OHSU

Molecular Diagnostics

chromsSKY

 

A genetic test involves the analysis of DNA, RNA, chromosomes, proteins, or other metabolites to detect changes related to an inheritable disorder.  There are several different types of genetic testing:

1) Direct testing involves the direct examination of a gene’s DNA or RNA code
2) Linkage testing analyzes genetic markers co-inherited with a disease-causing gene
3) Biochemical testing studies specific metabolites from samples such as blood or urine that can indicated whether a certain gene is functioning properly
4) Cytogenetic testing involves examination of a cell’s chromosomes by a number of different methods

Although genetic testing shares some common features with other types of laboratory testing, in many ways it is unique.  Genetic test results usually apply to the indivdual undergoing testing and to other family members.  Conversely, sometimes other family members may need to be tested to clarify an individual’s testing result.  During the early stages of gene discovery, research genetic testing may be available to families.  This testing is done for the purpose of better understanding a genetic condition or gene, or for the development of a clinical test.  Clinical tests are those in which specimens are examined and results are reported to the referring physician or patient for the purpose of diagnosis, prevention, or treatment.  In the U.S., clinical laboratories must meet federal quality control and proficiency standards according to the Clinical Laboratory Improvement Ammendment of 1988 (CLIA).  

The demand for genetic testing by genetics specialists, primary care physicians, and laypersons will continue to increase as more genes are discovered and new tests become availble.  For investigators studying rare disorders, identification of a disease-causing gene can lead to new challenges, including identifying a CLIA-approved lab interested in transfering the test to a clinical setting, educating referring physicians and affected families about the availability of the new test, and confirming research molecular testing results in the clinical lab.  The OHSU Biochemical Genetics Laboratory, Cytogenetics Laboratory, and Molecluar Diagnostic Center  provide genetic testing for numerous disorders. The Molecular Diagnostic Center, led by Dr. Sue Richards, specializes in developing and providing testing for rare genetic disorders.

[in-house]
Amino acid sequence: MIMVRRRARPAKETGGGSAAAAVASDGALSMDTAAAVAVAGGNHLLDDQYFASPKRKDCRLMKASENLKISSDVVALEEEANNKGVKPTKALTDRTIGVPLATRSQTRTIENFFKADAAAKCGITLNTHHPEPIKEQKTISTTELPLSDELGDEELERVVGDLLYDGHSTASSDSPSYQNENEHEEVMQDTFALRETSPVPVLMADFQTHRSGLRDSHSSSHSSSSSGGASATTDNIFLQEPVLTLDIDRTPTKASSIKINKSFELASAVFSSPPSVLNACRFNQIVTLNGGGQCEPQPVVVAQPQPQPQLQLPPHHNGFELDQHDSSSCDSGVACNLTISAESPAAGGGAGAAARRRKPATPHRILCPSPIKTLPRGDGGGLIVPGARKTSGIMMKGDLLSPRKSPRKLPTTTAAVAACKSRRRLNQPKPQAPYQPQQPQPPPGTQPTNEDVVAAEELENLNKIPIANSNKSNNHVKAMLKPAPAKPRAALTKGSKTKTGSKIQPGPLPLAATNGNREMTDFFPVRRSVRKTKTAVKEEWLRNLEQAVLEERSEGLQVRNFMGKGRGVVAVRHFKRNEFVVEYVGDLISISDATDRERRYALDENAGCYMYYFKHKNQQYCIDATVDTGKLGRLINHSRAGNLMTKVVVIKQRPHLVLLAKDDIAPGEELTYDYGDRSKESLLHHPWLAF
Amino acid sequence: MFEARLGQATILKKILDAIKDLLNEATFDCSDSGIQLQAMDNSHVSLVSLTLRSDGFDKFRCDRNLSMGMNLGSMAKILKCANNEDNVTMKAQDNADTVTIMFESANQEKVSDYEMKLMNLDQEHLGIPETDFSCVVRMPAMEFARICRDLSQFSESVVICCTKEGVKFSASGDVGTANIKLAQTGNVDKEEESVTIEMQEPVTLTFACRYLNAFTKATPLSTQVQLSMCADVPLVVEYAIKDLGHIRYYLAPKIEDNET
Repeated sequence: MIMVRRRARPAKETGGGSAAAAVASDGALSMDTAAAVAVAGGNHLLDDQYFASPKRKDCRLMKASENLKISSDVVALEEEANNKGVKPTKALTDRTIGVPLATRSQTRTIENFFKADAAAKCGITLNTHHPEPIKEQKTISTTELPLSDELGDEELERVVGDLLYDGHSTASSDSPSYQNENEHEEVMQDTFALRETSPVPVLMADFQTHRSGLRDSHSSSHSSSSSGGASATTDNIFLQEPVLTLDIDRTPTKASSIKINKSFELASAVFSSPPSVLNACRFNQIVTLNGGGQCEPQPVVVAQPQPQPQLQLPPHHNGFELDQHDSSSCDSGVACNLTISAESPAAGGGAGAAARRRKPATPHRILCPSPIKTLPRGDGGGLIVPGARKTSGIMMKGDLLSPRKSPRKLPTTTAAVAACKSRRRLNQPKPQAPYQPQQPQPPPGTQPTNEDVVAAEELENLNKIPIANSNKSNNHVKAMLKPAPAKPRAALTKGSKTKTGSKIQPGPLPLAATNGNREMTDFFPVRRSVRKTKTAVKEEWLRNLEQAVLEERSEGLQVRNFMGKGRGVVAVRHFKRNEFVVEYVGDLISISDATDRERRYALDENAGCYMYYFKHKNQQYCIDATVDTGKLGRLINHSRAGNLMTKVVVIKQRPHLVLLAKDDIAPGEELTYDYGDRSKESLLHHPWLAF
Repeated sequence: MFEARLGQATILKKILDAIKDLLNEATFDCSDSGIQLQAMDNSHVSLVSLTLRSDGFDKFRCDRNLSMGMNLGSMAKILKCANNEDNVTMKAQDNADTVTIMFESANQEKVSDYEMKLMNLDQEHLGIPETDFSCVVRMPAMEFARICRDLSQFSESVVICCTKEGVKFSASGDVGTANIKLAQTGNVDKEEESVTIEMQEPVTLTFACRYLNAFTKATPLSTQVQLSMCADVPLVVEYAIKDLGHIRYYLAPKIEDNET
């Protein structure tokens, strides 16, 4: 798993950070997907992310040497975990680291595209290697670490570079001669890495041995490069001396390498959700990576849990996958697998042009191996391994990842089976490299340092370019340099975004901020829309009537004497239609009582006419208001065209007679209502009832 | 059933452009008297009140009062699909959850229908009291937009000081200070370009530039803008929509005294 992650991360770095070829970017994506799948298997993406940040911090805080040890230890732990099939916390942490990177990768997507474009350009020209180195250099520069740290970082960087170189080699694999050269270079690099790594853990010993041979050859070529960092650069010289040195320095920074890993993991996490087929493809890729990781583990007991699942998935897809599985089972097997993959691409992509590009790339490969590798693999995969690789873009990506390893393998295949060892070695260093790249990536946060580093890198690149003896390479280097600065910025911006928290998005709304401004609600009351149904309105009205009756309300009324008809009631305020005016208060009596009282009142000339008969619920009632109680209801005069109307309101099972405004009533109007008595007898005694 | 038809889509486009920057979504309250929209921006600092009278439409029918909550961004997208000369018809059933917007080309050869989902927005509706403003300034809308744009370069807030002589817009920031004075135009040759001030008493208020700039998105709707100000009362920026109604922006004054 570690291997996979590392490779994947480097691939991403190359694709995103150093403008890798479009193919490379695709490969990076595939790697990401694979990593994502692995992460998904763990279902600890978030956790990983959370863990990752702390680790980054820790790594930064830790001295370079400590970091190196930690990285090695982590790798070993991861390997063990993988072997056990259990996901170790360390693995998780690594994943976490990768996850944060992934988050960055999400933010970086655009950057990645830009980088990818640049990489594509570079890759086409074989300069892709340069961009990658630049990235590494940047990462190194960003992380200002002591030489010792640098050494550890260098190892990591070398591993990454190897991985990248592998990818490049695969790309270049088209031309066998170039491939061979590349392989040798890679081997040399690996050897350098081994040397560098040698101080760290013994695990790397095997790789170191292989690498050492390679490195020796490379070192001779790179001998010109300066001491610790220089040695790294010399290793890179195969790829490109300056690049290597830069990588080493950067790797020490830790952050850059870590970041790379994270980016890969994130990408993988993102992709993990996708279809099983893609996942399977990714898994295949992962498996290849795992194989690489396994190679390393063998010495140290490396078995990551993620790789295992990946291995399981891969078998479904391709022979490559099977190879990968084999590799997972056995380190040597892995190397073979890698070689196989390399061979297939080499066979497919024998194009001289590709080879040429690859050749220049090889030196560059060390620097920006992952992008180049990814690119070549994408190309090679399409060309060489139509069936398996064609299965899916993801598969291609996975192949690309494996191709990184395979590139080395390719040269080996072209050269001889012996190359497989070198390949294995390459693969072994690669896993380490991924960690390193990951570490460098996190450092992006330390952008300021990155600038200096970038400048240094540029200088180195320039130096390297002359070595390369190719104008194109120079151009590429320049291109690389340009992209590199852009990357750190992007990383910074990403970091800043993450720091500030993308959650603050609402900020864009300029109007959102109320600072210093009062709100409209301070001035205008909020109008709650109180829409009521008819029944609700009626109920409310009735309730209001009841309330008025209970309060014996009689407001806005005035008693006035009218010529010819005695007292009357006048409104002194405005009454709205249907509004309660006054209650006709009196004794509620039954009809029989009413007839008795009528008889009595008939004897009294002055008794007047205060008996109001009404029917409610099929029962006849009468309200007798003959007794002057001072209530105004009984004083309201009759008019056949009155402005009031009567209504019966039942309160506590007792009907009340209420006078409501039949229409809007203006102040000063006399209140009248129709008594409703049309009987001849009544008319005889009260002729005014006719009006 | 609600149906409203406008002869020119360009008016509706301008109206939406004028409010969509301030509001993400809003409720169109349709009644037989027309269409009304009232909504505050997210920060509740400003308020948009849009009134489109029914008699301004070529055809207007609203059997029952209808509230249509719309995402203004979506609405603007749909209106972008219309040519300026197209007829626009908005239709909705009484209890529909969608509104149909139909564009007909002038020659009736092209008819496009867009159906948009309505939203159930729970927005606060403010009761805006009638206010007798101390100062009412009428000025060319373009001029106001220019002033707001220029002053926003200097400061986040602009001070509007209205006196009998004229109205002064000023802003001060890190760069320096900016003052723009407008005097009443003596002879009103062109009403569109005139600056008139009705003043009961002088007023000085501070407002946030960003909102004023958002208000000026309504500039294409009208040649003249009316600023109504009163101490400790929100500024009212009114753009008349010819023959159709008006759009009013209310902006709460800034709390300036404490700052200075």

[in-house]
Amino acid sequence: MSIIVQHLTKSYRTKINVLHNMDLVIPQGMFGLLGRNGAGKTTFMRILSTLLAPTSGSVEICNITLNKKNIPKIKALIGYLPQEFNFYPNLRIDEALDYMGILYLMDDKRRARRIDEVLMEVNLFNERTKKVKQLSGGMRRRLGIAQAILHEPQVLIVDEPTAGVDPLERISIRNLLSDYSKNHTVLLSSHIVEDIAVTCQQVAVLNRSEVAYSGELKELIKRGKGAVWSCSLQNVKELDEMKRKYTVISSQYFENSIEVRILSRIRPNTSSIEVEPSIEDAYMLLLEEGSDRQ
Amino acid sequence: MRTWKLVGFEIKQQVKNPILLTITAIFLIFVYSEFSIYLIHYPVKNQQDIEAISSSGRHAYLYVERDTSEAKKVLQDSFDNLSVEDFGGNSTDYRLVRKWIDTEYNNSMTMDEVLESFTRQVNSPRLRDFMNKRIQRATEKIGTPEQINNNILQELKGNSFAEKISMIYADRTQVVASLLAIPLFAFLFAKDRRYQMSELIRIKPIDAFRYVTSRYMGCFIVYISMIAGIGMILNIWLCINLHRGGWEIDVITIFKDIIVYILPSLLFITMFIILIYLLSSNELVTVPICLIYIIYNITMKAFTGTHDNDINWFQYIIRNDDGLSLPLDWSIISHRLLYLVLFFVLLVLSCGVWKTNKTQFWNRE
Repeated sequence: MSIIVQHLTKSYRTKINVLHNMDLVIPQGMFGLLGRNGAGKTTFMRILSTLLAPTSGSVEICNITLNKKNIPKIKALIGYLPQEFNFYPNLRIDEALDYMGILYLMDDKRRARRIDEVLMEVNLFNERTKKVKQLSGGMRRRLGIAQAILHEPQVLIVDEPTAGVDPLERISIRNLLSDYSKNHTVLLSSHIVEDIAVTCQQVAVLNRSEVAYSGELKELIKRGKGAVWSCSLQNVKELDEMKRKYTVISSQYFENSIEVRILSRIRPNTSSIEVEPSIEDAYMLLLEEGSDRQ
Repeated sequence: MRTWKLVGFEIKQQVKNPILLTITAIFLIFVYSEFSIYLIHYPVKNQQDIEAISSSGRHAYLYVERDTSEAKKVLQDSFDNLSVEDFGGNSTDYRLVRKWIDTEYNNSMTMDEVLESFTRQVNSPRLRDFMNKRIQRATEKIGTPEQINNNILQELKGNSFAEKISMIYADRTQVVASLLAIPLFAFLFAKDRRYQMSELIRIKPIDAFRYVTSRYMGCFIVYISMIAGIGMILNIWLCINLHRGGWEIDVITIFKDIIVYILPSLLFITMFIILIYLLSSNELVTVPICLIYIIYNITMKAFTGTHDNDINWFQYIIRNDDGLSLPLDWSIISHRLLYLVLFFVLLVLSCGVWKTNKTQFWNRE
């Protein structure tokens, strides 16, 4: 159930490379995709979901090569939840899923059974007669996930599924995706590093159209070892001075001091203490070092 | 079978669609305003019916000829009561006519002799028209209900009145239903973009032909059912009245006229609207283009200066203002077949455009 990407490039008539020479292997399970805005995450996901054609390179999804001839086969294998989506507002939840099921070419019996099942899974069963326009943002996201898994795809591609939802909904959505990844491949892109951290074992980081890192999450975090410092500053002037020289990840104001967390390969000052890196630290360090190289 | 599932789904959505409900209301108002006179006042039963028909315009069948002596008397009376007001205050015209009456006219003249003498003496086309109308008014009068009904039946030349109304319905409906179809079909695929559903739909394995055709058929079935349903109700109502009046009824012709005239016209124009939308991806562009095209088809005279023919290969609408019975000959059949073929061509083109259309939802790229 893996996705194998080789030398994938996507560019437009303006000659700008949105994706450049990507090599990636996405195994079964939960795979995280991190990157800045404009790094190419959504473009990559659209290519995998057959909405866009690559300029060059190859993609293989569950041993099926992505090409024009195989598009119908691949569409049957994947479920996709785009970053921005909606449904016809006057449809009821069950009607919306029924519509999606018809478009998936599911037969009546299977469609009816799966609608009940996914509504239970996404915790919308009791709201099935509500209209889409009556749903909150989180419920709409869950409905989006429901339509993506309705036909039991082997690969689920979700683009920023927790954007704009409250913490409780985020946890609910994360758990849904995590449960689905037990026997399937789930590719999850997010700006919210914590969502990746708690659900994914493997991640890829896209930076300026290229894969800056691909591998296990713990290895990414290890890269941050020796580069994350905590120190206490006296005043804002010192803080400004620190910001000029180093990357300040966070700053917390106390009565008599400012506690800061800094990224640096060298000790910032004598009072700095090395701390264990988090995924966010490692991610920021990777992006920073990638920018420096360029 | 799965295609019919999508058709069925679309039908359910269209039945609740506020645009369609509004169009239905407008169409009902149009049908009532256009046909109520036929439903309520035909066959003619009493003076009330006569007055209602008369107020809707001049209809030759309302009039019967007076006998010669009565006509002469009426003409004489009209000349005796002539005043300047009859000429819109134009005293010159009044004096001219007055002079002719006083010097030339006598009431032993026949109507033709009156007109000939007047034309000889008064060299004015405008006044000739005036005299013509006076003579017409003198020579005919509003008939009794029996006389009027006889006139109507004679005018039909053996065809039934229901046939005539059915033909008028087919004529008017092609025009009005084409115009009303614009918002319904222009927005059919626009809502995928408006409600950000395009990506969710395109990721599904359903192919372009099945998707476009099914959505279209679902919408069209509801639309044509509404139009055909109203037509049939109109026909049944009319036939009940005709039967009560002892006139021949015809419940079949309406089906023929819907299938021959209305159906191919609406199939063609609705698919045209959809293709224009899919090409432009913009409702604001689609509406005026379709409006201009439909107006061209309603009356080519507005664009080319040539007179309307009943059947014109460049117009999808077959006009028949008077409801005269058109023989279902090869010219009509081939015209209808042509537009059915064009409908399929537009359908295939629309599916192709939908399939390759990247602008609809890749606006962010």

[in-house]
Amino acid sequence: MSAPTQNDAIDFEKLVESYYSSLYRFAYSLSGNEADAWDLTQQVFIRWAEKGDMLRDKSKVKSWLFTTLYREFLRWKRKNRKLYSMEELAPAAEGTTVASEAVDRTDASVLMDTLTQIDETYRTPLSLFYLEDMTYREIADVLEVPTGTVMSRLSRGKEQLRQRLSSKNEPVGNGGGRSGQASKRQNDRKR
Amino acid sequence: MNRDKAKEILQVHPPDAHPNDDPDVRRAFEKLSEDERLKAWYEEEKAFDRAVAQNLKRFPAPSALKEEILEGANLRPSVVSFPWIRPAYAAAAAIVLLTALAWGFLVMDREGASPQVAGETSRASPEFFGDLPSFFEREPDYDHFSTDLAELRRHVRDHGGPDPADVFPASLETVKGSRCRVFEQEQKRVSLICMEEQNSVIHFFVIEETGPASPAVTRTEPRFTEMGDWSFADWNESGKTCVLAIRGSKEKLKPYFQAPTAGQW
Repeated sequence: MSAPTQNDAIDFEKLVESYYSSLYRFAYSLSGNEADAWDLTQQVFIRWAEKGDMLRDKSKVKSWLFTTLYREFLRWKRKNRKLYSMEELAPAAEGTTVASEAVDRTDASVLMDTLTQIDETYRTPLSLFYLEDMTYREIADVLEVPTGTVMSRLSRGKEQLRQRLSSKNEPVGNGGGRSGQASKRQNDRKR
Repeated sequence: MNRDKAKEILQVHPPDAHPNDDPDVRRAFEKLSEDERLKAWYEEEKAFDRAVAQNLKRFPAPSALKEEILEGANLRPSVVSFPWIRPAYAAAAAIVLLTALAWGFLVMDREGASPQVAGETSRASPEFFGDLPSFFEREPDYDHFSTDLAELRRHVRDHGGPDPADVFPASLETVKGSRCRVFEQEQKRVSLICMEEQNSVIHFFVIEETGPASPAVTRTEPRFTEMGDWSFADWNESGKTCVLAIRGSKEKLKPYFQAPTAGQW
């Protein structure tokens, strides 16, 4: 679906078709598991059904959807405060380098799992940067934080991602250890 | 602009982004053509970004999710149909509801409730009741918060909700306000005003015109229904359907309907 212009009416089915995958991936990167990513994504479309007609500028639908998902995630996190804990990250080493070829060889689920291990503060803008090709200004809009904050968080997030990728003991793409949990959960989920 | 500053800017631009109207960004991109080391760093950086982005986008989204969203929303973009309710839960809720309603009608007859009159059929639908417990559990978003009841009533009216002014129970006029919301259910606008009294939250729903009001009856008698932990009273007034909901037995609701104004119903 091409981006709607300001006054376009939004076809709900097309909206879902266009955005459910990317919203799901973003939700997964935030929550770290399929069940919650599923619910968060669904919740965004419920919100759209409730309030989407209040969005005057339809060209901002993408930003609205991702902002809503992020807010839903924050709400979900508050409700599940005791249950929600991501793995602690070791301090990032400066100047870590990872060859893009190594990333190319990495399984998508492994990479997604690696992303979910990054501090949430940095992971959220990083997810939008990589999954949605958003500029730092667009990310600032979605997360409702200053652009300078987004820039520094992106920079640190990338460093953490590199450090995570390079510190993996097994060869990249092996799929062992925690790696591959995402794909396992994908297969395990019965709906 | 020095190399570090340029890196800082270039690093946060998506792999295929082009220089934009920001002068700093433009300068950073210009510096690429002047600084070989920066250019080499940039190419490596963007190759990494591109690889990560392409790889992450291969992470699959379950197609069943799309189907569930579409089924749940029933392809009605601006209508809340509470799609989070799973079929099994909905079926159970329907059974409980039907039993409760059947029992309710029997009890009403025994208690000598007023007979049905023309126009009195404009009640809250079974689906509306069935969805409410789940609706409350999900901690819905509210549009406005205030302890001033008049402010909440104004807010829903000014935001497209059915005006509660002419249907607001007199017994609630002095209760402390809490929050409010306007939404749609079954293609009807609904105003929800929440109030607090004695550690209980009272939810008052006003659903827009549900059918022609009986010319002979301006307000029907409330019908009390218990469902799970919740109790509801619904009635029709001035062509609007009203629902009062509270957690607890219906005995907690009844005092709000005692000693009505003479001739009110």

Articles Related to Rare Disorders Genetic Testing

Ledbetter DH, Faucett A.  Issues in genetic testing for ultra-rare diseases:  background and introduction.  Genet Med 2008:10(5), 309-313.  

Grody WW, Richards CS.  New quality assurance standards for rare disease testing.  Genet Med 2008:10(5):320-324.

Das S, Bale SJ, Ledbetter DH.  Molecular genetic testing for ultra rare diseases:  models for translation from the research laboratory to the CLIA-certified diagnostic laboratory.  Genet Med 2008:10(5):332-336.

Scacheri C, Redman JB, Pike-Buchanan L, Steenblock K.  Molecular testing: improving patient care through partnering with laboratory genetic counselors.  Genet Med 2008:10(5):337-342.



The Collaboration, Education and Test Translation (CETT) Program provides funding to facilitate the translation of new tests for rare genetic disorders. 

 

CETT Program featured in May 2008 Genetics in Medicine



GeneTests, funded by the NIH,  provides a comprehensive genetic testing directory, including both clinical and research testing